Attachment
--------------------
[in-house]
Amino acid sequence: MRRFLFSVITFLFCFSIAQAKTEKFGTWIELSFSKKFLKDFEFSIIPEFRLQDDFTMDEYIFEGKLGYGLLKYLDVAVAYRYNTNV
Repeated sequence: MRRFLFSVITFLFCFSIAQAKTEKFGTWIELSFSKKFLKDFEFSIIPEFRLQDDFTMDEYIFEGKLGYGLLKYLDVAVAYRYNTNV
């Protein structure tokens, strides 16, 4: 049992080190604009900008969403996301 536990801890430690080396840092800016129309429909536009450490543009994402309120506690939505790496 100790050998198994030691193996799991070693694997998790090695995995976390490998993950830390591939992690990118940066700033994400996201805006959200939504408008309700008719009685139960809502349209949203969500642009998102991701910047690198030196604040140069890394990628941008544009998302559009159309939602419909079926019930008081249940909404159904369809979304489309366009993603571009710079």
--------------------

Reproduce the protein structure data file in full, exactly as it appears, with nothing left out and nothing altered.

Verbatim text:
[in-house]
Amino acid sequence: MRRFLFSVITFLFCFSIAQAKTEKFGTWIELSFSKKFLKDFEFSIIPEFRLQDDFTMDEYIFEGKLGYGLLKYLDVAVAYRYNTNV
Repeated sequence: MRRFLFSVITFLFCFSIAQAKTEKFGTWIELSFSKKFLKDFEFSIIPEFRLQDDFTMDEYIFEGKLGYGLLKYLDVAVAYRYNTNV
């Protein structure tokens, strides 16, 4: 049992080190604009900008969403996301 536990801890430690080396840092800016129309429909536009450490543009994402309120506690939505790496 100790050998198994030691193996799991070693694997998790090695995995976390490998993950830390591939992690990118940066700033994400996201805006959200939504408008309700008719009685139960809502349209949203969500642009998102991701910047690198030196604040140069890394990628941008544009998302559009159309939602419909079926019930008081249940909404159904369809979304489309366009993603571009710079």